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Hypoglycaemic sulfonamides differ in their properties, which vary in clinical importance. The potency of sulfonamide has increased with the generations. However, this potency is compensated in practice by the dose prescribed, which is much smaller for recent generations. The half-life is a far more important property. The effective action period is correlated with half-life but is much longer. The action period for "short-term" sulfonamides is < or = 24 h (tolbutamide, glipizide) and can exceed 24 h for "long-term" sulfonamides (e.g. glibenclamide). Metabolism and elimination reduce the risk of accumulation. All sulfonamides are metabolised more than 95% by the liver. The metabolites are inactive except for one from glibenclamide. As a function of their action period and possibly of intrinsic properties, some sulfonamides more than others (e.g. glibenclamide) affect fasting hepatic glucose production, which is particularly increased early in the day in non-insulin-dependent diabetic patients because of a circadian drop in insulin sensitivity (dawn phenomenon). Finally, in chronic administration, all sulfonamides cause a progressive desensitisation of the beta cell, which responds by an insulin secretion peak only during food intake. This condition indicates the unuselessness of sulfonamide fractionation and, contrary to the classic notion, the low risk of hypoglycaemia after a meal is skipped. The ideal product would be a sulfonamide with high potency and an ultra-short half-life, but capable of maintaining plasma concentrations for 24 h (which might seem incompatible except in continuous administration). Moreover, it would exert its action at relatively low levels of insulinaemia and be completely metabolisable. Glipizide in its osmotic oral form (Ozidia) satisfies all these conditions since it is a very potent sulfonamide with a quite short half-life but with intestinal delivery up to 16 h after administration because of its osmotic principle. It controls fasting glycaema better than ordinary glipizide and at least as well as glibenclamide by acting on hepatic glucose production. Compared to glibenclamide, it has the advantage of generation this effect at lower levels of insulinaemia. In comparison with normal glipizide, it allows identical control for lower postprandial inslinaemias, which is proof of its powerful inductive effect on insulin sensitivity.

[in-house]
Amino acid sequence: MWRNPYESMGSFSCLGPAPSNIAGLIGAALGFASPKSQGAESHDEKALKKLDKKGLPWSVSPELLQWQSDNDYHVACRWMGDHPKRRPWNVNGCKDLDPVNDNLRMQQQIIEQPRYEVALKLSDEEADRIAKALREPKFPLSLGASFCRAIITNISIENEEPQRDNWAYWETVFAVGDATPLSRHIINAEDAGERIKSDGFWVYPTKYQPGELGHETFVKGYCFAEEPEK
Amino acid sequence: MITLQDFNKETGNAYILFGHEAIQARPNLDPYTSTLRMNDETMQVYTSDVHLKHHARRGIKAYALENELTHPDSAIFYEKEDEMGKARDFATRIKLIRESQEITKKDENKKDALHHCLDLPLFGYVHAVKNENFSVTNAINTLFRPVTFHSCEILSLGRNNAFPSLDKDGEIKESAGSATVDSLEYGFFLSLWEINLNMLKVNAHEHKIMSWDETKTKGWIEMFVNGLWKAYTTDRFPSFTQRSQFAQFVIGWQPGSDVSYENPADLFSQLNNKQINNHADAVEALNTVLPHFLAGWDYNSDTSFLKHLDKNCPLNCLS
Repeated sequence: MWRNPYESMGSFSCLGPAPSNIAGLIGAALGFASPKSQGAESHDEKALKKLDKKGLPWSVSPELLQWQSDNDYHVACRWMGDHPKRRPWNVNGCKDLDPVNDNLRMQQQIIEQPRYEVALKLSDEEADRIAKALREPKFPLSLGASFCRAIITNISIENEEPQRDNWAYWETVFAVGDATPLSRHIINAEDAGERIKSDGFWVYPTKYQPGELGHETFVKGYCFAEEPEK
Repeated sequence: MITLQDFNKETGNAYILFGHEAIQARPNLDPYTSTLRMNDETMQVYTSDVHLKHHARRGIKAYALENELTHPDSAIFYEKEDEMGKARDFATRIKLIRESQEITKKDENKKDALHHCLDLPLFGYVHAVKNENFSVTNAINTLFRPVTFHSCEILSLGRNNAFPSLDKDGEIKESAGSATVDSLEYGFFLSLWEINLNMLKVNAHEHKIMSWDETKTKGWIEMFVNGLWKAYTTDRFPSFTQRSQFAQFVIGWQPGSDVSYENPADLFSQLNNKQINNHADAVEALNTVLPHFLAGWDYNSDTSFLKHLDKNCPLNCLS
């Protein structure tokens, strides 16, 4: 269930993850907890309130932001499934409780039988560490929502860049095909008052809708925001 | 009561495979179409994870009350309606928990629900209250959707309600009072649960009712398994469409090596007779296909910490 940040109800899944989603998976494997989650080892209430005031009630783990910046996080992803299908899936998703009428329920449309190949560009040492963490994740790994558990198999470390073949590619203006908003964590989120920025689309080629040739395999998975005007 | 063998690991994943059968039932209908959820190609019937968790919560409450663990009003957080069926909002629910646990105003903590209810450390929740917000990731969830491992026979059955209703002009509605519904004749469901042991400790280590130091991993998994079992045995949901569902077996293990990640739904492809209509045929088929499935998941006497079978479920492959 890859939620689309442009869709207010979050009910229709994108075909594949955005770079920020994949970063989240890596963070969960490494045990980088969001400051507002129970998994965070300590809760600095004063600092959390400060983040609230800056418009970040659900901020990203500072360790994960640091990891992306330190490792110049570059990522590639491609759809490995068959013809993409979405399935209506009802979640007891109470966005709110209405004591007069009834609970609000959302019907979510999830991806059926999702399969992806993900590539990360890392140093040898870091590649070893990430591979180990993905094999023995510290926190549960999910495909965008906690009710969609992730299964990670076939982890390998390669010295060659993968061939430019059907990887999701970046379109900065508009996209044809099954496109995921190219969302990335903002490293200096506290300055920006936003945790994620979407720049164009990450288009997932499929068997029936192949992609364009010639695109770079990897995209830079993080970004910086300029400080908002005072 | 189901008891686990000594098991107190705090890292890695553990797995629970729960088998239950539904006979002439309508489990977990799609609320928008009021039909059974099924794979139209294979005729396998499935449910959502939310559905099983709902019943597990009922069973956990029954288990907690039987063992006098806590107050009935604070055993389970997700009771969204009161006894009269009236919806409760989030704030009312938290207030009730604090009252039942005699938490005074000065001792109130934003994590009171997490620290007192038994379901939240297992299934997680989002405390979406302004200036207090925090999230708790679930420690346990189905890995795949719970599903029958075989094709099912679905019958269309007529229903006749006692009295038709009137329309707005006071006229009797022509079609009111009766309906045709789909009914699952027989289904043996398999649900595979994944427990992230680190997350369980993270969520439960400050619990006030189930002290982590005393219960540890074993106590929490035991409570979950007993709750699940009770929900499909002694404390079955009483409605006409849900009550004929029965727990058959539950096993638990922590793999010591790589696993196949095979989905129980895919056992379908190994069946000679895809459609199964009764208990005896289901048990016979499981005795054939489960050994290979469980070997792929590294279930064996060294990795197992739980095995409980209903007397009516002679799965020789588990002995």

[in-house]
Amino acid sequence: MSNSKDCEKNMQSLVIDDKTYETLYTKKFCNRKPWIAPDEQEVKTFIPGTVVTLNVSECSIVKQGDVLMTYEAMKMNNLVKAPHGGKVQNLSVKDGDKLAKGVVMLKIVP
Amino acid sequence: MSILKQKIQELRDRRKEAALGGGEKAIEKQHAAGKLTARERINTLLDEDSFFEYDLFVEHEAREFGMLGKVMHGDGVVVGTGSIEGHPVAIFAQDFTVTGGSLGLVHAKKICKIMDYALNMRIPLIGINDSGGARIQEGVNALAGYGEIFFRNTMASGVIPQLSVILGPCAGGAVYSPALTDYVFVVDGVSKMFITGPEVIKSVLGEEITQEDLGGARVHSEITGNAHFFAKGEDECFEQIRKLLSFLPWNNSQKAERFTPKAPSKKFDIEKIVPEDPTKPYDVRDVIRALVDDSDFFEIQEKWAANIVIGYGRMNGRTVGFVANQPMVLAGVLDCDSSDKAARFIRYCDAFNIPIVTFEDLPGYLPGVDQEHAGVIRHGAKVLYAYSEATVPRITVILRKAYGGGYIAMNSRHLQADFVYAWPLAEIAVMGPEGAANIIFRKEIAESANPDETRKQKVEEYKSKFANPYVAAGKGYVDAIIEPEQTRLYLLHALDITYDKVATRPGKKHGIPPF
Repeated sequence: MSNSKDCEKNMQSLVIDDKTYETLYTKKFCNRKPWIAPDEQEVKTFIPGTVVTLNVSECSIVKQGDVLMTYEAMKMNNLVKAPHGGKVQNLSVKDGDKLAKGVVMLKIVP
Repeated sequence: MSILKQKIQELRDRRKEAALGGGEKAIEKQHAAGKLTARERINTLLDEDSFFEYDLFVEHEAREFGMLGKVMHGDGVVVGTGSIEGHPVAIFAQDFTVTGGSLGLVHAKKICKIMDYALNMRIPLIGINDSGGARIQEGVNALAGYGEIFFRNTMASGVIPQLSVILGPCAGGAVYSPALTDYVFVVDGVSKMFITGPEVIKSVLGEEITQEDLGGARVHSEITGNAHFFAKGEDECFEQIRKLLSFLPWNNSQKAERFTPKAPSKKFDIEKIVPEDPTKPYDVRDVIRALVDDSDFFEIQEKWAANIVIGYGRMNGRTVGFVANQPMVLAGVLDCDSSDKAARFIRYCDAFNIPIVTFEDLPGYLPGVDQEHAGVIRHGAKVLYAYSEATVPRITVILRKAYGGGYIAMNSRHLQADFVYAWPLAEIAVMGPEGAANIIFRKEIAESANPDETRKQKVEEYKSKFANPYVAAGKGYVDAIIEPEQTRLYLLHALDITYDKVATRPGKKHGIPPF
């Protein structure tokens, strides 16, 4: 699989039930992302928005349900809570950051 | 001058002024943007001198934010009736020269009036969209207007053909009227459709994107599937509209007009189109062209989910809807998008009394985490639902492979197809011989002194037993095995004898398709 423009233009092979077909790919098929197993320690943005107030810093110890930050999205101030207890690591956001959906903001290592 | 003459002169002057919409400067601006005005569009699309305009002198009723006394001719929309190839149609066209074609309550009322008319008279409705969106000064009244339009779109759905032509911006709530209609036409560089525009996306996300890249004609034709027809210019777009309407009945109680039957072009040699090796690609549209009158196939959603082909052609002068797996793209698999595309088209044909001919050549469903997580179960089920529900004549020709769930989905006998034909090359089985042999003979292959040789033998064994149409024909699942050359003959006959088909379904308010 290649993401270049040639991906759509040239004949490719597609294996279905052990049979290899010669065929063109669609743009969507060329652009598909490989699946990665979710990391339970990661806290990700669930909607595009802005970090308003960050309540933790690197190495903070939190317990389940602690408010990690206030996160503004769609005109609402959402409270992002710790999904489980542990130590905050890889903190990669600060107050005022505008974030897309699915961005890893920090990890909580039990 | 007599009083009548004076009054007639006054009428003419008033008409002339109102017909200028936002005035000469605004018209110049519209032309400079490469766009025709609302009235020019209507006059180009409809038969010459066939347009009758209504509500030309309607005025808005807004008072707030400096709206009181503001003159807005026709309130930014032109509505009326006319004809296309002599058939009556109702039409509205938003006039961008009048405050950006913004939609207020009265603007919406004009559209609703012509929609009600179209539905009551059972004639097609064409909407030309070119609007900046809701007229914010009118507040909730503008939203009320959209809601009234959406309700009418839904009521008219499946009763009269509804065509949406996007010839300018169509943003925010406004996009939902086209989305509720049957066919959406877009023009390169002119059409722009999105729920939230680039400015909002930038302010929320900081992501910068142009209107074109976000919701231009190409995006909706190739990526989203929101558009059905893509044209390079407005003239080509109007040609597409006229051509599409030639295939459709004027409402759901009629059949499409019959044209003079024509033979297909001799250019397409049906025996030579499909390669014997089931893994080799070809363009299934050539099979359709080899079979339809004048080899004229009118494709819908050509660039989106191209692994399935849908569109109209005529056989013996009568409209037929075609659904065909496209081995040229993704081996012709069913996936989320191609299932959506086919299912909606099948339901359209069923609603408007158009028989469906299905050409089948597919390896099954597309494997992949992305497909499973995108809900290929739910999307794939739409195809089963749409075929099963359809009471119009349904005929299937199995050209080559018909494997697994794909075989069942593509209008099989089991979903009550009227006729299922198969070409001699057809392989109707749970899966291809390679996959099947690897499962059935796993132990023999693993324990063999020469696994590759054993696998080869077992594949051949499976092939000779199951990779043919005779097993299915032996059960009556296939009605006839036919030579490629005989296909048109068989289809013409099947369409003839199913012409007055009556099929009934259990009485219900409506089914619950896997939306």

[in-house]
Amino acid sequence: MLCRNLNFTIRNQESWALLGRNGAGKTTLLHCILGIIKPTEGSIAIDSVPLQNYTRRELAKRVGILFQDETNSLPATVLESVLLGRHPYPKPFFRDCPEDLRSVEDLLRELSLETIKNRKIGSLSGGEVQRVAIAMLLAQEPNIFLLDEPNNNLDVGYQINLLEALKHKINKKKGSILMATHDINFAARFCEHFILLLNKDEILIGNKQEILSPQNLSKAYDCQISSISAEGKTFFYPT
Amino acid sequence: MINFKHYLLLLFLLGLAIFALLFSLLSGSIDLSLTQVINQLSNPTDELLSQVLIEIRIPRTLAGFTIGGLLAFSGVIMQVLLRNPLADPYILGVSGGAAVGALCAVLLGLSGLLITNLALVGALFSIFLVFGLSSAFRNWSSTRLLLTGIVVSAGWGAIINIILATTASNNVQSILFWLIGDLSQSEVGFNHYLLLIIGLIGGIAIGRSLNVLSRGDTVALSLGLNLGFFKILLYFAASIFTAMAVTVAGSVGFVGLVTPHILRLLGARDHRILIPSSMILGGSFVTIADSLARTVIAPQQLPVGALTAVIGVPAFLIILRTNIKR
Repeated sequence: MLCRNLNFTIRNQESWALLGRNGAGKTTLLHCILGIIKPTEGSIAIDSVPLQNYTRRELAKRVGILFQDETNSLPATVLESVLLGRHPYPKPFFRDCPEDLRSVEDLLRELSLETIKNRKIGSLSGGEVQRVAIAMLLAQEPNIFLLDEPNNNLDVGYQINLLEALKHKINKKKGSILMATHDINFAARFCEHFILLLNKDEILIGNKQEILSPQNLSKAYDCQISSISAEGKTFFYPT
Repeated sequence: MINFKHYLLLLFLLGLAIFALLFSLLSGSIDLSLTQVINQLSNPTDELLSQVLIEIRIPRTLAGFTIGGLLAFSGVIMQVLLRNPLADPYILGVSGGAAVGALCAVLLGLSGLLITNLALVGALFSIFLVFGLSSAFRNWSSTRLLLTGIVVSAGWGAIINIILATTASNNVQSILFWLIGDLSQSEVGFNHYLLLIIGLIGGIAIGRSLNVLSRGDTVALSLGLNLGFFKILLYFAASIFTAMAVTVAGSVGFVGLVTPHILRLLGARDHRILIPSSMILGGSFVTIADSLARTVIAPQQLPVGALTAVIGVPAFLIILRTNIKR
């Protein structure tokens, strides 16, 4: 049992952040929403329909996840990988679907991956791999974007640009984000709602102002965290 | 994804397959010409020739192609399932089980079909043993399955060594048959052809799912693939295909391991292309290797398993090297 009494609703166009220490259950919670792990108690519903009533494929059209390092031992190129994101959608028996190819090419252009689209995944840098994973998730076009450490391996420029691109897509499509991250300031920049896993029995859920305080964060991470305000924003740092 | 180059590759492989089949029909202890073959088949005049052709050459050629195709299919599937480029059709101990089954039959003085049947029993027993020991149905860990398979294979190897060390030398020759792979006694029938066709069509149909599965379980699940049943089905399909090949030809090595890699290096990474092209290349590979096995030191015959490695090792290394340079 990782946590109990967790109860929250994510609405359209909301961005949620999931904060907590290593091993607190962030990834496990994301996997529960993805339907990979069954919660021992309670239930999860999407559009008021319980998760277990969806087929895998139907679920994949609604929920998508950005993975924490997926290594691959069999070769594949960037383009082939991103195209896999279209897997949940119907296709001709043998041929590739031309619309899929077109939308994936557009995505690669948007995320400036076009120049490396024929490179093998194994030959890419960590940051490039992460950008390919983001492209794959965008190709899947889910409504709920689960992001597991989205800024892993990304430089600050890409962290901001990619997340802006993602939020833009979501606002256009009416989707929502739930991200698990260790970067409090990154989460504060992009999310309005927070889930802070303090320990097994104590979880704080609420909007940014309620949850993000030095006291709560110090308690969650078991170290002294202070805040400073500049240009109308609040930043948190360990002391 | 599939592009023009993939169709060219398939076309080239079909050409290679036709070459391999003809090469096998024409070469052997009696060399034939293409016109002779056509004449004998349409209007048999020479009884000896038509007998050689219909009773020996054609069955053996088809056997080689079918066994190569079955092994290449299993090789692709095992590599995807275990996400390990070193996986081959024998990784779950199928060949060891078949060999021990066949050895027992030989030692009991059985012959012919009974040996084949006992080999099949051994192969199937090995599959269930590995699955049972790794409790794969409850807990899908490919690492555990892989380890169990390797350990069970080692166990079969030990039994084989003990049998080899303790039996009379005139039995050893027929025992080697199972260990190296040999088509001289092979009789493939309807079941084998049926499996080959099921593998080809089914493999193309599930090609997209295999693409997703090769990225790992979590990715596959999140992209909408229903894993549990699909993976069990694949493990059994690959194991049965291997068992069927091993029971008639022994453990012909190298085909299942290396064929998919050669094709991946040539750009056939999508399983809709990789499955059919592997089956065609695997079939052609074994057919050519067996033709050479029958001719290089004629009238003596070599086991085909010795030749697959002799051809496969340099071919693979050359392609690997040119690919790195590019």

J L Selam. Pharmacokinetics of hypoglycemic sulfonamides: Ozidia, a new concept]. Diabetes & metabolism. 1997 Nov;23 Suppl 4:39-43

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PMID: 9463023

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